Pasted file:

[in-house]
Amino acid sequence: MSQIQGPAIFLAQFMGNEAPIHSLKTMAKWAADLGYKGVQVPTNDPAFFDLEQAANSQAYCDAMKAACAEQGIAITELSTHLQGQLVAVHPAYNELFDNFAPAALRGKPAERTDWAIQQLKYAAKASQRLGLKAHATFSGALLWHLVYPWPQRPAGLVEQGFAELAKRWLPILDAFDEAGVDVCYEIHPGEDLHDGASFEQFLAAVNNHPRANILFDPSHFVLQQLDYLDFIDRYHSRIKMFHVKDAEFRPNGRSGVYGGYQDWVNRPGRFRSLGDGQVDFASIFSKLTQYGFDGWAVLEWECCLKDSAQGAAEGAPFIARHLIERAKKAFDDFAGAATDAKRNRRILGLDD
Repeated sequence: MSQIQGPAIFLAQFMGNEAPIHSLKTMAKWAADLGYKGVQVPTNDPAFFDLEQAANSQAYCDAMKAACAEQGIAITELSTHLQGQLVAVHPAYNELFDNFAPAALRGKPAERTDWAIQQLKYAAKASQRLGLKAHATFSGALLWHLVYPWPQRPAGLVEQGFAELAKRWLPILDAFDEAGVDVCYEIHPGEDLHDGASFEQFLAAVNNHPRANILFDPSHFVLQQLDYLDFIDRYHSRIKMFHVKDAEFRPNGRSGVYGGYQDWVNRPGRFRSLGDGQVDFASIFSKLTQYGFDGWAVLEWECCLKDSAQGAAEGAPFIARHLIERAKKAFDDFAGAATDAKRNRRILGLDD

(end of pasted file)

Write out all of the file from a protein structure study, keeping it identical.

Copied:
[in-house]
Amino acid sequence: MSQIQGPAIFLAQFMGNEAPIHSLKTMAKWAADLGYKGVQVPTNDPAFFDLEQAANSQAYCDAMKAACAEQGIAITELSTHLQGQLVAVHPAYNELFDNFAPAALRGKPAERTDWAIQQLKYAAKASQRLGLKAHATFSGALLWHLVYPWPQRPAGLVEQGFAELAKRWLPILDAFDEAGVDVCYEIHPGEDLHDGASFEQFLAAVNNHPRANILFDPSHFVLQQLDYLDFIDRYHSRIKMFHVKDAEFRPNGRSGVYGGYQDWVNRPGRFRSLGDGQVDFASIFSKLTQYGFDGWAVLEWECCLKDSAQGAAEGAPFIARHLIERAKKAFDDFAGAATDAKRNRRILGLDD
Repeated sequence: MSQIQGPAIFLAQFMGNEAPIHSLKTMAKWAADLGYKGVQVPTNDPAFFDLEQAANSQAYCDAMKAACAEQGIAITELSTHLQGQLVAVHPAYNELFDNFAPAALRGKPAERTDWAIQQLKYAAKASQRLGLKAHATFSGALLWHLVYPWPQRPAGLVEQGFAELAKRWLPILDAFDEAGVDVCYEIHPGEDLHDGASFEQFLAAVNNHPRANILFDPSHFVLQQLDYLDFIDRYHSRIKMFHVKDAEFRPNGRSGVYGGYQDWVNRPGRFRSLGDGQVDFASIFSKLTQYGFDGWAVLEWECCLKDSAQGAAEGAPFIARHLIERAKKAFDDFAGAATDAKRNRRILGLDD